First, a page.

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Utility prices in Germany are scheduled to rise in early 2023, which may require some U.S. families living off base to review their allowances.

Utility prices in Germany are scheduled to rise in early 2023, which may require some U.S. families living off base to review their allowances. (Kirby Turbak/Air Force)

KAISERSLAUTERN, Germany — New German government programs aimed at taking some of the sting out of impending energy bill hikes should be of help for Defense Department personnel in the largest U.S. military community overseas.

On Monday, the German government announced an emergency payment for natural gas and district heating customers in December and a price break for both electric and natural gas power customers early next year.

Under the program, households and small businesses that use natural gas or district heating will not have to pay their December down payments to the utilities. Those who pay would receive an automatic credit during the next billing cycle.

From January 2023, electricity prices for private consumers are to be capped at 40 euro cents per kilowatt hour for up to 80% of the previous year’s consumption, though that rate is still higher than what most customers had been paying in recent years.

Gas prices are to be capped at 12 euro cents per kilowatt from March 2023 to April 2024.

Household electricity and gas prices in Europe have risen notably for the past two years, according to European Commission data. Russia’s invasion of Ukraine and resulting cuts in the natural gas supply to Europe have accelerated the trend.

Household electricity and gas prices in Europe have risen notably for the past two years, according to European Commission data. Russia’s invasion of Ukraine and resulting cuts in the natural gas supply to Europe have accelerated the trend. (European Commission)

Pfalzwerke, a utility in the Kaiserslautern area, told customers in a Nov. 14 letter that electricity prices will increase by up to 78% starting Jan. 1, 2023.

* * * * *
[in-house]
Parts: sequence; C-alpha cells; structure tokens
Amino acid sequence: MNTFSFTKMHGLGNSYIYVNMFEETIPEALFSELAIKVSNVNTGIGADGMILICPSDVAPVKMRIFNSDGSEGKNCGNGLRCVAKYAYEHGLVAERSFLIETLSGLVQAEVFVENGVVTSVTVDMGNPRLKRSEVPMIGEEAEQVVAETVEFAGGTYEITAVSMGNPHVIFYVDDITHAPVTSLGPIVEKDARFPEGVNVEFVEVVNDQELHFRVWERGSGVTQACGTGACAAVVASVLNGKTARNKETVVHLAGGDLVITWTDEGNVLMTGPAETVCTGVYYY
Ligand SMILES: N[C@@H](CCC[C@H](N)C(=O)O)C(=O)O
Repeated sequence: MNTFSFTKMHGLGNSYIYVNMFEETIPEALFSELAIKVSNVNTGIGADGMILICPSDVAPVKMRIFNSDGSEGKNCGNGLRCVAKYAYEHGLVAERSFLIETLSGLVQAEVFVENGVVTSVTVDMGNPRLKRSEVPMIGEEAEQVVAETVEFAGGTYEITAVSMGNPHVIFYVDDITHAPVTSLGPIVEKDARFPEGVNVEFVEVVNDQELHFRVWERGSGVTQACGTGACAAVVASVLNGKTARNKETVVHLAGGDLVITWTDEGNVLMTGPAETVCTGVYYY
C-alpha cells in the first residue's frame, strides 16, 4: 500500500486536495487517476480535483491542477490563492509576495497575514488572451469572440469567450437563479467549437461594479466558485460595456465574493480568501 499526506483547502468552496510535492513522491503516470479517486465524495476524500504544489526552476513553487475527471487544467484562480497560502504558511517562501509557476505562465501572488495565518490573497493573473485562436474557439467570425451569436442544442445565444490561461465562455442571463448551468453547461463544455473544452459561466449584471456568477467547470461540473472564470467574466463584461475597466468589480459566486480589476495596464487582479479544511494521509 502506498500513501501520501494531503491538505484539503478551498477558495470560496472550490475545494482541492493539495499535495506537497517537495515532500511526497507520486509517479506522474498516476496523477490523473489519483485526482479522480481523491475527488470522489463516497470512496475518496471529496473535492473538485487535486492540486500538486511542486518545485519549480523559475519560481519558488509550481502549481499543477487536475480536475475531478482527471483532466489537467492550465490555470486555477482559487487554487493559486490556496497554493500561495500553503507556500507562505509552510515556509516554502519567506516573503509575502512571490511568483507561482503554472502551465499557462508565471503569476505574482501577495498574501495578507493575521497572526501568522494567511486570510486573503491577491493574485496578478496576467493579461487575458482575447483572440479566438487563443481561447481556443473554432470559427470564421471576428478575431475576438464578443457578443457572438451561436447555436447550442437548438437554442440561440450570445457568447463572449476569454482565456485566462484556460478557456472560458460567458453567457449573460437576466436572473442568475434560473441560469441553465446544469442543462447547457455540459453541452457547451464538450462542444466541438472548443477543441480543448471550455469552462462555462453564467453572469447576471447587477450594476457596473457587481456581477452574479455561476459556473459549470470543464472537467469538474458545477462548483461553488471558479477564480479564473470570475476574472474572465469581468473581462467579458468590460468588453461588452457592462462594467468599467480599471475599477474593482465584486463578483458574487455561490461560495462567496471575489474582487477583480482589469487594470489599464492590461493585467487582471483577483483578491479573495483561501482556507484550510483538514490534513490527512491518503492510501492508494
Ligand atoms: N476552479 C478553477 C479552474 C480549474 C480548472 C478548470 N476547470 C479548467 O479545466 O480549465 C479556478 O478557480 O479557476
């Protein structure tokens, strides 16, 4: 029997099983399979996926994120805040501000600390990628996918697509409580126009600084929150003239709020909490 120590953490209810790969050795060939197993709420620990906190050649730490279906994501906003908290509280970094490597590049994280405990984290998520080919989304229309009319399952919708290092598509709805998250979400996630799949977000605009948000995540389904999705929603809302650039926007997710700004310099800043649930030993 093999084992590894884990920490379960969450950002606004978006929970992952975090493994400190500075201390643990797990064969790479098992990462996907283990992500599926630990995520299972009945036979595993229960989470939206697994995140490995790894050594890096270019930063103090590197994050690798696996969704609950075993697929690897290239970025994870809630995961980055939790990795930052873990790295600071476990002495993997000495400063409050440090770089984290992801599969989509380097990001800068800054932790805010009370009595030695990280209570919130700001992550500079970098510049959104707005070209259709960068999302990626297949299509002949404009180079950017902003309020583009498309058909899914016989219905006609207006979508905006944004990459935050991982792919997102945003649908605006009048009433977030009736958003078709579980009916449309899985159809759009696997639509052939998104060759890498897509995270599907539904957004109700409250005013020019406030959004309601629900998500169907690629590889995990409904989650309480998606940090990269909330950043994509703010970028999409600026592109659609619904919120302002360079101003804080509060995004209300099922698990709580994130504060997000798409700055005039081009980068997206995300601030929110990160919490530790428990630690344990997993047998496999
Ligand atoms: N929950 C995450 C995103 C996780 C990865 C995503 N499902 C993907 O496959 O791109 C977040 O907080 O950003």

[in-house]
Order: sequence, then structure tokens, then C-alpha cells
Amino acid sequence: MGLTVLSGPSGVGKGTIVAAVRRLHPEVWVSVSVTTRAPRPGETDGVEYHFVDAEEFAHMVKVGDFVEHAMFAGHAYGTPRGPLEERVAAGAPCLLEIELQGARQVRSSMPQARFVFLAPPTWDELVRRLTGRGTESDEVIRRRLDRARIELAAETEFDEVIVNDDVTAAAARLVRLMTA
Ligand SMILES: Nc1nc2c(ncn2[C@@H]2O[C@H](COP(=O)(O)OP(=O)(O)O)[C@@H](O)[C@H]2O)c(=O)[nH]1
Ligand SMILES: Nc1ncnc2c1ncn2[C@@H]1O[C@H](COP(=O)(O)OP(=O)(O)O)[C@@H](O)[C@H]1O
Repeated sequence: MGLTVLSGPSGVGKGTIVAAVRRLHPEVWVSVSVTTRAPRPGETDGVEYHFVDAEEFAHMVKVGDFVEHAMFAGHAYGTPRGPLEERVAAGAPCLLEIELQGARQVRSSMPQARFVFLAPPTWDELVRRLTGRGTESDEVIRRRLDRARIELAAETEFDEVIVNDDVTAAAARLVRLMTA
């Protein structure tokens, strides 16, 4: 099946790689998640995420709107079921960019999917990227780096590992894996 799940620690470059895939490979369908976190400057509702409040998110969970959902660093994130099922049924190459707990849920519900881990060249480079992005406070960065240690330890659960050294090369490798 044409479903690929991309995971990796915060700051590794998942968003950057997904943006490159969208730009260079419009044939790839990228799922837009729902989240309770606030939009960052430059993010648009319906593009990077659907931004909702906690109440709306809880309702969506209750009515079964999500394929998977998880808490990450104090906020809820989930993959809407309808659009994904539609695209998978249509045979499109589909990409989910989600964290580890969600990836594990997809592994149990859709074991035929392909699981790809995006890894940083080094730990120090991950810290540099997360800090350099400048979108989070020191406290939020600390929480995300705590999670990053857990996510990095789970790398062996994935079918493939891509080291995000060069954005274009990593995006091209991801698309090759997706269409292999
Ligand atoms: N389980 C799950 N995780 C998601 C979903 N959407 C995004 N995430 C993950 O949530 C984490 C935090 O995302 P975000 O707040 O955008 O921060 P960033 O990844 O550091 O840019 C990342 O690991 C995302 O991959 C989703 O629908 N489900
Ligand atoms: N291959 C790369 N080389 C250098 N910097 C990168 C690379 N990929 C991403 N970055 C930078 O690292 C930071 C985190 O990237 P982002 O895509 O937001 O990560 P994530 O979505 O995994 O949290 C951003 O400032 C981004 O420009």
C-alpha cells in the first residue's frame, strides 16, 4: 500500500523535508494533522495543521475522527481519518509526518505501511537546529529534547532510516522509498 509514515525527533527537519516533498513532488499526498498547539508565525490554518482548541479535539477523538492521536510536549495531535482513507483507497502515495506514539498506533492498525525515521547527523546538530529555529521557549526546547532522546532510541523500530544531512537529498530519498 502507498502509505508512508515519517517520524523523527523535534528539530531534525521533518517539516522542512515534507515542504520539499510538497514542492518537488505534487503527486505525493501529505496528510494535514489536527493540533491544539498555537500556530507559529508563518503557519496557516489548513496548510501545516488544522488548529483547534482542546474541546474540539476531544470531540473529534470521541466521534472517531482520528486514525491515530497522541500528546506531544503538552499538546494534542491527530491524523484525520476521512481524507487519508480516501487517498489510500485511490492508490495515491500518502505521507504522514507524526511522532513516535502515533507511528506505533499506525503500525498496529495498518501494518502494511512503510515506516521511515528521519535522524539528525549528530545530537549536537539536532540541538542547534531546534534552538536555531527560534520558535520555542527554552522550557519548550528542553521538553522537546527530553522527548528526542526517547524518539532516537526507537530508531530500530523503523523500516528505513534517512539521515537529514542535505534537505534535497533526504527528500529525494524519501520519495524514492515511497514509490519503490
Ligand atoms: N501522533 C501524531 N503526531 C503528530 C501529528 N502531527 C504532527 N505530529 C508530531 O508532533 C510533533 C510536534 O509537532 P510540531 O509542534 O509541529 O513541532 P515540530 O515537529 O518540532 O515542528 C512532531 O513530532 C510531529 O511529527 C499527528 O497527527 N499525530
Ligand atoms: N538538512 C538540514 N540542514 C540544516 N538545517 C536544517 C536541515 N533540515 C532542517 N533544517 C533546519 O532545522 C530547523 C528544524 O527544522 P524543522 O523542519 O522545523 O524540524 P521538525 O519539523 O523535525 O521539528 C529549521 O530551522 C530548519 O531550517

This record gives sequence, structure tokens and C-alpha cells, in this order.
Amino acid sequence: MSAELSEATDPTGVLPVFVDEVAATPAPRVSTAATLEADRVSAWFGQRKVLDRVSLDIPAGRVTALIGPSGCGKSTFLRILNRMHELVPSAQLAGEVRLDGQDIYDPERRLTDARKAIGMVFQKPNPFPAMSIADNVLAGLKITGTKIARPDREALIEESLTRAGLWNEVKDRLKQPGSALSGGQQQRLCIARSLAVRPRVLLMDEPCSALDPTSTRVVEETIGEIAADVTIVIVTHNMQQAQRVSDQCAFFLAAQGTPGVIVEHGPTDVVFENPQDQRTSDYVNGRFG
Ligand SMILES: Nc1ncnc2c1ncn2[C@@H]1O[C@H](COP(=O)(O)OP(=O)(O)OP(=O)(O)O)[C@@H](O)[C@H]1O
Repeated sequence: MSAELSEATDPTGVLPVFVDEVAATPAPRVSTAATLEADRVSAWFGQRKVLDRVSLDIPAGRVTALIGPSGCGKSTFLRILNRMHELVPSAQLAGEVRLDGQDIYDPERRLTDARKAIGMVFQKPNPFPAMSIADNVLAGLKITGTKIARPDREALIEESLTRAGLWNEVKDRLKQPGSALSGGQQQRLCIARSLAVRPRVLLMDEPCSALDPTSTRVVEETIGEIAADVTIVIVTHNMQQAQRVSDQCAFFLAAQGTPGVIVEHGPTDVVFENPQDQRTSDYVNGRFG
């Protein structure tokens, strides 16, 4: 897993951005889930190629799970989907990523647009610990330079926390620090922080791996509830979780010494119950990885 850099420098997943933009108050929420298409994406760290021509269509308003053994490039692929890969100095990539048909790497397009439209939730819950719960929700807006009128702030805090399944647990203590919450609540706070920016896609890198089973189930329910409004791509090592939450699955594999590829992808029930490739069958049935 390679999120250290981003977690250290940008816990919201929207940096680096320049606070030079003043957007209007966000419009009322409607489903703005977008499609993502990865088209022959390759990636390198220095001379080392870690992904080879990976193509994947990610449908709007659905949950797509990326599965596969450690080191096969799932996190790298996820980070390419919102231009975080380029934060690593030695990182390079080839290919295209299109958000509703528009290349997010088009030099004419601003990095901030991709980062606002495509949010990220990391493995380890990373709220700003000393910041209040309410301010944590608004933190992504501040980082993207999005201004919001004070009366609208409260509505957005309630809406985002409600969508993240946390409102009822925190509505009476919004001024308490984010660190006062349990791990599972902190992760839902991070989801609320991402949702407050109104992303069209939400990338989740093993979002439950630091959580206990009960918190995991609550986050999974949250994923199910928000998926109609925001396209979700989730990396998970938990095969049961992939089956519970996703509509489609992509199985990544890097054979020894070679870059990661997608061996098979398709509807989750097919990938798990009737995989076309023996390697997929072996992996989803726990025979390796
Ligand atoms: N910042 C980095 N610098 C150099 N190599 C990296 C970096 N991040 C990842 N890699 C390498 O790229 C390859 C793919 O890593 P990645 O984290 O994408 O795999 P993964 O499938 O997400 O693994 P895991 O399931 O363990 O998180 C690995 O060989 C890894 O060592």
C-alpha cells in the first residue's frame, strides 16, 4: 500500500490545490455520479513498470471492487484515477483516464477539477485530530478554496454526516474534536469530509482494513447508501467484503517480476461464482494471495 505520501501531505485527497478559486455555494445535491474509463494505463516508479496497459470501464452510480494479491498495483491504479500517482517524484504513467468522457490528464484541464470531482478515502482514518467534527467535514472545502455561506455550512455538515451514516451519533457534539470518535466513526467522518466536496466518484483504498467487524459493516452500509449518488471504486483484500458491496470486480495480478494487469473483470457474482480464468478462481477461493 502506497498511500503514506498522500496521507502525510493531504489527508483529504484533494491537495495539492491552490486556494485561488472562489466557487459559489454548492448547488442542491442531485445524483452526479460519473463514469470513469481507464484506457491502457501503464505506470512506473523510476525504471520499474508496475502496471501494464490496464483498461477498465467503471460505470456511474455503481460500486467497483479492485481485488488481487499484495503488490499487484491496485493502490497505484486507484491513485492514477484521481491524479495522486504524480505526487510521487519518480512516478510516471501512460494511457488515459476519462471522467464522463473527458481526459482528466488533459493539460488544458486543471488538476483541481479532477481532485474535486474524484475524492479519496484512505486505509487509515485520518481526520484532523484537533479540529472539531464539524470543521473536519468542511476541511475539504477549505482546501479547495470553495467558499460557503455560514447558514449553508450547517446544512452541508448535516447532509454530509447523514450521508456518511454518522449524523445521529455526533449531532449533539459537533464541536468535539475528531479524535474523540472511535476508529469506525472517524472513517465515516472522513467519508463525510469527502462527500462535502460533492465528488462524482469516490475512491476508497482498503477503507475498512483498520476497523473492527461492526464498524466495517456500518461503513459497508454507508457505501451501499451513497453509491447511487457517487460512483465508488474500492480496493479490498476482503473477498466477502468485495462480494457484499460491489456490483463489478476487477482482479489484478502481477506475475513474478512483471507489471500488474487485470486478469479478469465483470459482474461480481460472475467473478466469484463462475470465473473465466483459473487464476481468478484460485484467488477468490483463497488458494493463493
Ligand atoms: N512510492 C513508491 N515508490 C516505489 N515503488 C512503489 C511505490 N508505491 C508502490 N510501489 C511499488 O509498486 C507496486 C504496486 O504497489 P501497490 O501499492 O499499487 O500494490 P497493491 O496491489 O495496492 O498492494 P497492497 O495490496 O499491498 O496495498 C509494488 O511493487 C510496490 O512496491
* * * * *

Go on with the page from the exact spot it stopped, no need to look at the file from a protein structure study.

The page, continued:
“While we could continue to keep electricity prices stable in 2022, we will have to adapt it in January 2023,” Nadine Joy, a spokeswoman for Pfalzwerke, told Stars and Stripes earlier this year.

SWK, the largest provider in Kaiserslautern, in a letter this week blamed price hikes on the Russia-Ukraine war, saying it has “driven prices on the energy markets to unprecedented heights.”

The Kaiserslautern area is home to tens of thousands of U.S. personnel and family members. The price hikes may force some Defense Department personnel to pay out of pocket if their utility allotments aren’t enough to cover the bigger bills.

Earlier this month, before some service members received the latest utility company notifications, major commands in Europe asked them for documentation showing the price hikes in a bid to get the Pentagon to agree to an early allowance increase.

The data has been provided to the Office of the Secretary of Defense, Terry Welch, a spokesman for U.S. Army Europe and Africa, said Tuesday.

Average electricity consumption for a three-person household in Germany is estimated to exceed 4,900 kilowatt-hours per year, according to federal statistics. In Kaiserslautern, this could mean a power bill upward of 1,850 euros per year under the new pricing plans.

Wholesale prices for electricity and gas have increased substantially across the Continent, spurred largely by effects of Russia’s invasion of Ukraine in February and the ongoing Russia-Ukraine war.

The share of Russian energy products in the European power grid declined by nearly $6.3 billion since the start of the war, falling from 25.5% of total European energy imports at the beginning of the year to 15.1% in the third quarter of 2022, the European Commission said in a statement Tuesday.

On Wednesday, German Chancellor Olaf Scholz in a speech to parliament reinforced his government’s promise to end Germany’s “one-sided dependence” on Russia and China for energy.

With new liquid gas terminals, supply contracts, the restarting of coal-fired power plants and the continued operation of nuclear power plants, Germany is on track to stave off energy shortfalls, especially for its economically critical manufacturing sector, Scholz said.

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Alexander reports on the U.S. military and local news in Europe for Stars and Stripes in Kaiserslautern, Germany. He has 10 years experience as an Air Force photojournalist covering operations in Timor-Leste, Guam and the Middle East. He graduated from Penn State University and is a Defense Information School alumnus.

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